were:

      less clean and more susceptible to diseases.
      dishonest and immoral.
      simply weren't suited to living in the harsh climate of Canada.

In the face of mounting public dissatisfaction, a Royal Commission was held by the
federal government in 1885 to look into the effects of Chinese immigration.

       1885 Royal Commission on Chinese Immigration
       (URL: http://www.canadiana.org/ECO/ItemRecord/14563)

       Rapport sur l'immigration chinoise, 1885
       (URL: http://www.canadiana.org/ECO/ItemRecord/93650)

The Chinese Immigration Act and Head Tax, 1885
In 1885, the federal government decided to pass the Chinese Immigration Act, which put
a special $50 head tax on Chinese immigrants in the hopes that this would deter the
Chinese from entering Canada. No other ethnic group had to pay this kind of tax at the
time. The head tax would increase a number of times in the early 20th century, and would
prevent wives and families from joining their husbands or fathers in Canada.

Did You Know ... ?
Chinese people were prevented from voting in British Columbia as early as 1875. They
gained the right to vote provincially and federally in 1947.

                                                           Asian Immigration: page 2 of 6
       Chinese Immigration Act, 1885
       (URL: http://www.canadiana.org/ECO/PageView/9_02345/0019)

       An act to ame nd the Chinese Immigration Act, 1887
       (URL: http://www.canadiana.org/ECO/PageView/9_02345/0024)

       An act to further amend the Chinese Immigration Act, 1892
       (URL: http://www.canadiana.org/ECO/PageView/9_02345/0025)

By 1903, the Chinese head tax was increased to $500 per person to eliminate Chinese
immigration. This fee was roughly equivalent to two years worth of wages for a Chinese
labourer living in Canada at the time.

However, some employers like the railways needed cheap labour, and were willing to pay
this fee for adult men. That meant that Chinese immigration wasn't eliminated altogether,
but that Chinese women and children didn't get the opportunity to join their husbands and
fathers. This created a Chinese bachelor society in Canada.

       Chinese Immigration Act, 1901
       (URL: http://www.canadiana.org/ECO/ItemRecord/9_03479)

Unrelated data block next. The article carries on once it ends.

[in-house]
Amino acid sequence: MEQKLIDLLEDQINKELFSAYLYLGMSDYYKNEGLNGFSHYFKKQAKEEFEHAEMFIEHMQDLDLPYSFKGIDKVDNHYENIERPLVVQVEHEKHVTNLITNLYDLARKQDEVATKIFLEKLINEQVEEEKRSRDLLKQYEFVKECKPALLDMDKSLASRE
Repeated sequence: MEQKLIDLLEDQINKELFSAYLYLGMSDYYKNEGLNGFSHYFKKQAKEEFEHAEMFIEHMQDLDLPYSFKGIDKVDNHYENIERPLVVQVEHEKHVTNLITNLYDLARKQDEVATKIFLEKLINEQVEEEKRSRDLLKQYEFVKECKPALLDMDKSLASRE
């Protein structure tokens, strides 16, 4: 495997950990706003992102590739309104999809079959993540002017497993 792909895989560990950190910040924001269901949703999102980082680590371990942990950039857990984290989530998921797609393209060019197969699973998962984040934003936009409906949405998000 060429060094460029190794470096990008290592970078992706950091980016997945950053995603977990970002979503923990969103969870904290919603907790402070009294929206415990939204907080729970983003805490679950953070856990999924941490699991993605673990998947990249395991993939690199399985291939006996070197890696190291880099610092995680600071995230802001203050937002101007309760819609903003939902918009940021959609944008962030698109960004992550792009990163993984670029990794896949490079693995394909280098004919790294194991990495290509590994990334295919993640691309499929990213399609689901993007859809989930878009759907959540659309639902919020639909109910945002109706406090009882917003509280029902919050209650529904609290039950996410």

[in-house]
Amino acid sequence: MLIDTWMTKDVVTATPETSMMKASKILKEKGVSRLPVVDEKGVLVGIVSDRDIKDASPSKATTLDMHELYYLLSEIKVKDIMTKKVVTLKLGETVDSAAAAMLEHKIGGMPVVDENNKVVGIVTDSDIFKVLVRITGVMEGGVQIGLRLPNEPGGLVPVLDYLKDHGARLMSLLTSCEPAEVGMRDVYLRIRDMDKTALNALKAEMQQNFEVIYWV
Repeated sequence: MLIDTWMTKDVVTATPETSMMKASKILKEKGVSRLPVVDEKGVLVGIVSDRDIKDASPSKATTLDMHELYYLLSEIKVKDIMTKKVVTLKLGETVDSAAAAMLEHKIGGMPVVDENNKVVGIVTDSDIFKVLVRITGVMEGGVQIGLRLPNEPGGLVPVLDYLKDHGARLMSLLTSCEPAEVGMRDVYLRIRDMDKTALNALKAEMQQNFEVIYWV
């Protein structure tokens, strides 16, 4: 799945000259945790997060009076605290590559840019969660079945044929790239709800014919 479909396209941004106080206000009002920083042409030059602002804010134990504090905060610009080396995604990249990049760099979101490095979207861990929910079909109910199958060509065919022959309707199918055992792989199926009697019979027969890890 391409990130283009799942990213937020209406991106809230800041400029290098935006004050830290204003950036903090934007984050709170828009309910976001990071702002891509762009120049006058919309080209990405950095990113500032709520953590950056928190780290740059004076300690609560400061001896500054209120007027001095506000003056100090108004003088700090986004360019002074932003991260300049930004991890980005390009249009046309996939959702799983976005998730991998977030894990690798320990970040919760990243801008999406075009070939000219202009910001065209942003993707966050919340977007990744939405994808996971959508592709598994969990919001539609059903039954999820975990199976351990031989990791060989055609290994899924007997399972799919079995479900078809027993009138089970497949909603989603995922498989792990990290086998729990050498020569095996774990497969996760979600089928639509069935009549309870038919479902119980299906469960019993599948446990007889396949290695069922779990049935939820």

Japanese Exclusionis m
Starting in 1907, Canada entered into an unofficial "gentleman's agreement" with the
United States to start limiting the number of Japanese people emigrating from America to
Canada. A similar agreement was also struck with Japan around the same time, as Japan
was interested in controlling its emigration levels.

A quota was placed on the immigration of the Japanese, and no more than 450 people of
Japanese origin could enter Canada each year. In practice, however, the number of
Japanese immigrants allowed into Canada would be much less than this agreed-to quota
number.

       An Act Respecting Chinese and Japanese Labour in Mines, 1901 (URL:
       http://www.canadiana.org/ECO/PageView/9_02264/0003)

Anti-Asian Vancouver Riot, 1907
In September 1907, there was a serious riot against Asian businesses in downtown
Vancouver that was started by members of the racist Asiastic Exclusion League. Because
Canada was in a slight recession that year and a fair amount of white people were out of
work on the west coast, there was a great deal anger and hostility directed towards
Oriental people. Generally, unemployed Whites in blue-collar labour jobs felt that Asians
were taking job opportunities away from them.




                                                          Asian Immigration: page 3 of 6
A mob of about 9,000 white people riled up by the Asiastic Exclusion League descended
upon Oriental businesses in downtown Vancouver, smashing windows and destroying
signs.

Later that year, a federal government inquiry was held to look at providing compensation